What blocks Ruby, Python to get Javascript V8 speed?


Question

Are there any Ruby / Python features that are blocking implementation of optimizations (e.g. inline caching) V8 engine has?

Python is co-developed by Google guys so it shouldn't be blocked by software patents.

Or this is rather matter of resources put into the V8 project by Google.

1
261
3/26/2011 4:32:18 PM

Accepted Answer

What blocks Ruby, Python to get Javascript V8 speed?

Nothing.

Well, okay: money. (And time, people, resources, but if you have money, you can buy those.)

V8 has a team of brilliant, highly-specialized, highly-experienced (and thus highly-paid) engineers working on it, that have decades of experience (I'm talking individually – collectively it's more like centuries) in creating high-performance execution engines for dynamic OO languages. They are basically the same people who also created the Sun HotSpot JVM (among many others).

Lars Bak, the lead developer, has been literally working on VMs for 25 years (and all of those VMs have lead up to V8), which is basically his entire (professional) life. Some of the people writing Ruby VMs aren't even 25 years old.

Are there any Ruby / Python features that are blocking implementation of optimizations (e.g. inline caching) V8 engine has?

Given that at least IronRuby, JRuby, MagLev, MacRuby and Rubinius have either monomorphic (IronRuby) or polymorphic inline caching, the answer is obviously no.

Modern Ruby implementations already do a great deal of optimizations. For example, for certain operations, Rubinius's Hash class is faster than YARV's. Now, this doesn't sound terribly exciting until you realize that Rubinius's Hash class is implemented in 100% pure Ruby, while YARV's is implemented in 100% hand-optimized C.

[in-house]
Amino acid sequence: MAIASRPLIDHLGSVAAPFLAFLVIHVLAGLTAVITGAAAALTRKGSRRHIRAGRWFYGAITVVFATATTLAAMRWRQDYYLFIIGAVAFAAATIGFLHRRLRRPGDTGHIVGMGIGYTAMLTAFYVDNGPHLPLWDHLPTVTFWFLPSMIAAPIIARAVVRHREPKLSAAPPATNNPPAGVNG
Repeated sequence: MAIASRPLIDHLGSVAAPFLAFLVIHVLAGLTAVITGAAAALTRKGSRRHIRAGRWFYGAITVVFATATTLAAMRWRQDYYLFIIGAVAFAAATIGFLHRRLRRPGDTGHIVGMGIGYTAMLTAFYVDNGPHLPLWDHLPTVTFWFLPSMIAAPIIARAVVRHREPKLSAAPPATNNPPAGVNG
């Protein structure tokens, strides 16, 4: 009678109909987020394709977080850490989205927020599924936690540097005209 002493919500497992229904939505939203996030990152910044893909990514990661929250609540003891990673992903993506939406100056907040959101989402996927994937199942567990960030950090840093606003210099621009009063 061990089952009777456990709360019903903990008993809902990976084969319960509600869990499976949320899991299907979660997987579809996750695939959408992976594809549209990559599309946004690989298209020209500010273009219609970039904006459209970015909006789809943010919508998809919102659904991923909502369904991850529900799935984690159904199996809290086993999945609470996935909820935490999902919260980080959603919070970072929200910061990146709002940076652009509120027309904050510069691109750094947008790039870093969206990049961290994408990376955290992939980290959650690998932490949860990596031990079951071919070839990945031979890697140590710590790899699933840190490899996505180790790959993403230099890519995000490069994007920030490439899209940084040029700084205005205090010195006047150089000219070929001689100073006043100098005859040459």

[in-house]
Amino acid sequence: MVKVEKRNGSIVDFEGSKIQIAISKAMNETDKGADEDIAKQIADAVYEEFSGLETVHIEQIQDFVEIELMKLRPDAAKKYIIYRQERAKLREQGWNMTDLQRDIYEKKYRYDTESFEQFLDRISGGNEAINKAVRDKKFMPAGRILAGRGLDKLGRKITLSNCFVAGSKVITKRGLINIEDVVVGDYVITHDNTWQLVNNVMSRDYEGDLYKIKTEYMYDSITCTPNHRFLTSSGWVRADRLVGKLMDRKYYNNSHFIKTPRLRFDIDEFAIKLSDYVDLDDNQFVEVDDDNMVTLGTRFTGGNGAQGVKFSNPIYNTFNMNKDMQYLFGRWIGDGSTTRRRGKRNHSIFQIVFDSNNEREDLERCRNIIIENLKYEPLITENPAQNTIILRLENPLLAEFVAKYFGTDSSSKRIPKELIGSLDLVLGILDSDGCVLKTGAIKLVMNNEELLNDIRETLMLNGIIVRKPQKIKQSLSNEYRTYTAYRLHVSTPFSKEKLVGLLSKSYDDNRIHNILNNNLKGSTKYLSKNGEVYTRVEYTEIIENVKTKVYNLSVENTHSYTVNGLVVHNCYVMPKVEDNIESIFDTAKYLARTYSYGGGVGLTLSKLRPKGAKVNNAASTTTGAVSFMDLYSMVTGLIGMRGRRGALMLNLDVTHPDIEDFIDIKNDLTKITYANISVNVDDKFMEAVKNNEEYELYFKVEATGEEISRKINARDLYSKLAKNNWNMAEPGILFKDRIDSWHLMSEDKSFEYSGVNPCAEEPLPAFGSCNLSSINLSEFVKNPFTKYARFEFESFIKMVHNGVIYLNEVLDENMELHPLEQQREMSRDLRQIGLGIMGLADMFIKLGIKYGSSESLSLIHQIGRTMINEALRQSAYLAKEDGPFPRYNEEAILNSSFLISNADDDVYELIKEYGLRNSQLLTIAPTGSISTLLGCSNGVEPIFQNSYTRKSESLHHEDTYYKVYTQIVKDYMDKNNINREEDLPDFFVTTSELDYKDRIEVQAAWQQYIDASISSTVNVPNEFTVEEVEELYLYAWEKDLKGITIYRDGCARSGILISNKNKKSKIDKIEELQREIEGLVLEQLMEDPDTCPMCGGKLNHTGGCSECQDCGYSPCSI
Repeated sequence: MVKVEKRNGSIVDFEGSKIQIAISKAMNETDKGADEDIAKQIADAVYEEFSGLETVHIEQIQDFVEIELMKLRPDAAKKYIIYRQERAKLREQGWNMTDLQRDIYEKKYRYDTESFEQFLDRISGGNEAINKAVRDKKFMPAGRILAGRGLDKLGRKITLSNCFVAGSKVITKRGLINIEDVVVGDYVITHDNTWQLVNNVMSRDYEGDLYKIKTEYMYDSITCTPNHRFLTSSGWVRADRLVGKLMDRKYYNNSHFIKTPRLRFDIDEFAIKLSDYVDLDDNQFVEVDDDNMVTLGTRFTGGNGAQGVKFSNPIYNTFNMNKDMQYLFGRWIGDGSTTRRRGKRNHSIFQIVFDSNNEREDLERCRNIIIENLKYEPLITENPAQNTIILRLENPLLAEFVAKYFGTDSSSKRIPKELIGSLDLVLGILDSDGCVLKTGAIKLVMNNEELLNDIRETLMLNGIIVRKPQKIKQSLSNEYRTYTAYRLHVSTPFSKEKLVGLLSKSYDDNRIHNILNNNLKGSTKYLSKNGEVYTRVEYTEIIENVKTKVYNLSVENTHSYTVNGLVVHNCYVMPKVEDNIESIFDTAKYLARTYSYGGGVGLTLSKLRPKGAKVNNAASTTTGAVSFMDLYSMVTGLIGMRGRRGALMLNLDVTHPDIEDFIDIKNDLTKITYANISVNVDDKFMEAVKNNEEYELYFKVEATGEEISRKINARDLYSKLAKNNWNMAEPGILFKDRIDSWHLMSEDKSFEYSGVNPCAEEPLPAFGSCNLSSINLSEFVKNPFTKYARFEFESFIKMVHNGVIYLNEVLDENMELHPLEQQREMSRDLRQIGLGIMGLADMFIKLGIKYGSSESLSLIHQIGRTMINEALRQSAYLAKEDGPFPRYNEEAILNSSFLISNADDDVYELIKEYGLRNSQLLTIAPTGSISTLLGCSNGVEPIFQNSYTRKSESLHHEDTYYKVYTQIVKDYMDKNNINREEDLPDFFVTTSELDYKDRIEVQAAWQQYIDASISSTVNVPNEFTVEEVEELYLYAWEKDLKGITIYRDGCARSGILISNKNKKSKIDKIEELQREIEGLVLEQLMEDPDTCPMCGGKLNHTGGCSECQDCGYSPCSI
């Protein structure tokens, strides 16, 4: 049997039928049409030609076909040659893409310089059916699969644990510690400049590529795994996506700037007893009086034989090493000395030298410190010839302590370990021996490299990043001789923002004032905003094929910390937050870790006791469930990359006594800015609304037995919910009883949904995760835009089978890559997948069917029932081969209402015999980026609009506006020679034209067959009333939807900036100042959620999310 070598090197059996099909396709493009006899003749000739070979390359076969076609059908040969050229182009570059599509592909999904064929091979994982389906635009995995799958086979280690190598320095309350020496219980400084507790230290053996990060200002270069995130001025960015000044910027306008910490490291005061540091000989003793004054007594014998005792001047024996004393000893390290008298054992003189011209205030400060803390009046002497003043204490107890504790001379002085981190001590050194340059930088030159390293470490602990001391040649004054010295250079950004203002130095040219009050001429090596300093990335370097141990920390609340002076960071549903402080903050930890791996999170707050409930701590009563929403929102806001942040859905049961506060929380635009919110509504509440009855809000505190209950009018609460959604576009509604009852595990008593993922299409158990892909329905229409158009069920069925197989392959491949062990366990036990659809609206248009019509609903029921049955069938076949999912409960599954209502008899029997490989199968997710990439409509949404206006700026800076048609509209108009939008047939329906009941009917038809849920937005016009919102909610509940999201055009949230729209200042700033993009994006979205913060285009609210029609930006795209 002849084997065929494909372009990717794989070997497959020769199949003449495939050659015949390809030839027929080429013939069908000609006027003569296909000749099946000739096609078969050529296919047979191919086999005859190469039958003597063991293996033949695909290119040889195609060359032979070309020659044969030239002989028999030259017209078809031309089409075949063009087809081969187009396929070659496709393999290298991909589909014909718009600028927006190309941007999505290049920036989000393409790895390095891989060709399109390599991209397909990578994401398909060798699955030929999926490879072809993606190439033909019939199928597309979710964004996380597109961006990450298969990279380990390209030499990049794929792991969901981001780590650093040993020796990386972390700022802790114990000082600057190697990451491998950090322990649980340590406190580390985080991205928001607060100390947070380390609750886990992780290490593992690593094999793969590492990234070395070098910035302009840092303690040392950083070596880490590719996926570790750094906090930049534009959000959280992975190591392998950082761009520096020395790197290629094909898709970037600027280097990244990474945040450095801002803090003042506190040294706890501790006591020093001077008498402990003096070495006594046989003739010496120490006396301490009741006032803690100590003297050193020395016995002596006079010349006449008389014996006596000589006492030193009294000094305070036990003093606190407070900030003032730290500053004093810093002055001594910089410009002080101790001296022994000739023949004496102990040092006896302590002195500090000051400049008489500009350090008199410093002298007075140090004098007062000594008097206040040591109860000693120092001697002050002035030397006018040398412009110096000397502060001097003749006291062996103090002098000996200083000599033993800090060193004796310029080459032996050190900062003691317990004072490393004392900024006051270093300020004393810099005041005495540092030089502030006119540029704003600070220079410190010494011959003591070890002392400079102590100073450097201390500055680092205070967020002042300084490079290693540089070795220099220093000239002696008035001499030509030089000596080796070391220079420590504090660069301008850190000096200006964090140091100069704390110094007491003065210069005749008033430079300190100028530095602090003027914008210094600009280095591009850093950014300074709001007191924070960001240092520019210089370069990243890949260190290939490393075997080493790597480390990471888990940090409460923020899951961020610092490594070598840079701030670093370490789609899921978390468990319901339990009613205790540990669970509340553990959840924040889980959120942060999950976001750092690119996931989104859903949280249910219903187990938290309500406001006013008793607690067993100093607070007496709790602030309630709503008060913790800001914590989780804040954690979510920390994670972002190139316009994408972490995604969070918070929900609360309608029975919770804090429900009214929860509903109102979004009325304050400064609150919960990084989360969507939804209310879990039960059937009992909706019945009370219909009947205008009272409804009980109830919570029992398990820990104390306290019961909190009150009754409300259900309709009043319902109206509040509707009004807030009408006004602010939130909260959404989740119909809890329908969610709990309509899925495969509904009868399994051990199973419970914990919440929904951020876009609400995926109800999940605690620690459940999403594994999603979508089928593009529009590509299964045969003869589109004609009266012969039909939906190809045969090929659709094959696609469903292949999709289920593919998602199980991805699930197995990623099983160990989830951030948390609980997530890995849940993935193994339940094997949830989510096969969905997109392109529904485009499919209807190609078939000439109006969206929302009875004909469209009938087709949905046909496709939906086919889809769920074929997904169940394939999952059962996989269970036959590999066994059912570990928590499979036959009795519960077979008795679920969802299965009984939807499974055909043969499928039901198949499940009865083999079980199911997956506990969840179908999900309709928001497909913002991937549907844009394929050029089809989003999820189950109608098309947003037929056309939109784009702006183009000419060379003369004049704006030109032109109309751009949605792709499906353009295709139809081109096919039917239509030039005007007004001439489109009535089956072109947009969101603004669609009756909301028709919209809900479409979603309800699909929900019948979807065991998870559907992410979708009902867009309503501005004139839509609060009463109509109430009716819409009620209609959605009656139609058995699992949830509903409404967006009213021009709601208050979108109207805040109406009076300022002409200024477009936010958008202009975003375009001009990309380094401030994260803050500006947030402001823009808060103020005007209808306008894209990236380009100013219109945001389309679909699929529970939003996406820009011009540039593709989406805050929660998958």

So, at least in some cases, Rubinius can generate better code than GCC!

Or this is rather matter of resources put into the V8 project by Google.

Yes. Not just Google. The lineage of V8's source code is 25 years old now. The people who are working on V8 also created the Self VM (to this day one of the fastest dynamic OO language execution engines ever created), the Animorphic Smalltalk VM (to this day one of the fastest Smalltalk execution engines ever created), the HotSpot JVM (the fastest JVM ever created, probably the fastest VM period) and OOVM (one of the most efficient Smalltalk VMs ever created).

In fact, Lars Bak, the lead developer of V8, worked on every single one of those, plus a few others.

519
9/15/2012 12:43:22 PM

There's a lot more impetus to highly optimize JavaScript interpretors which is why we see so many resources being put into them between Mozilla, Google, and Microsoft. JavaScript has to be downloaded, parsed, compiled, and run in real time while a (usually impatient) human being is waiting for it, it has to run WHILE a person is interacting with it, and it's doing this in an uncontrolled client-end environment that could be a computer, a phone, or a toaster. It HAS to be efficient in order to run under these conditions effectively.

Python and Ruby are run in an environment controlled by the developer/deployer. A beefy server or desktop system generally where the limiting factor will be things like memory or disk I/O and not execution time. Or where non-engine optimizations like caching can be utilized. For these languages it probably does make more sense to focus on language and library feature set over speed optimization.

The side benefit of this is that we have two great high performance open source JavaScript engines that can and are being re-purposed for all manner of applications such as Node.js.


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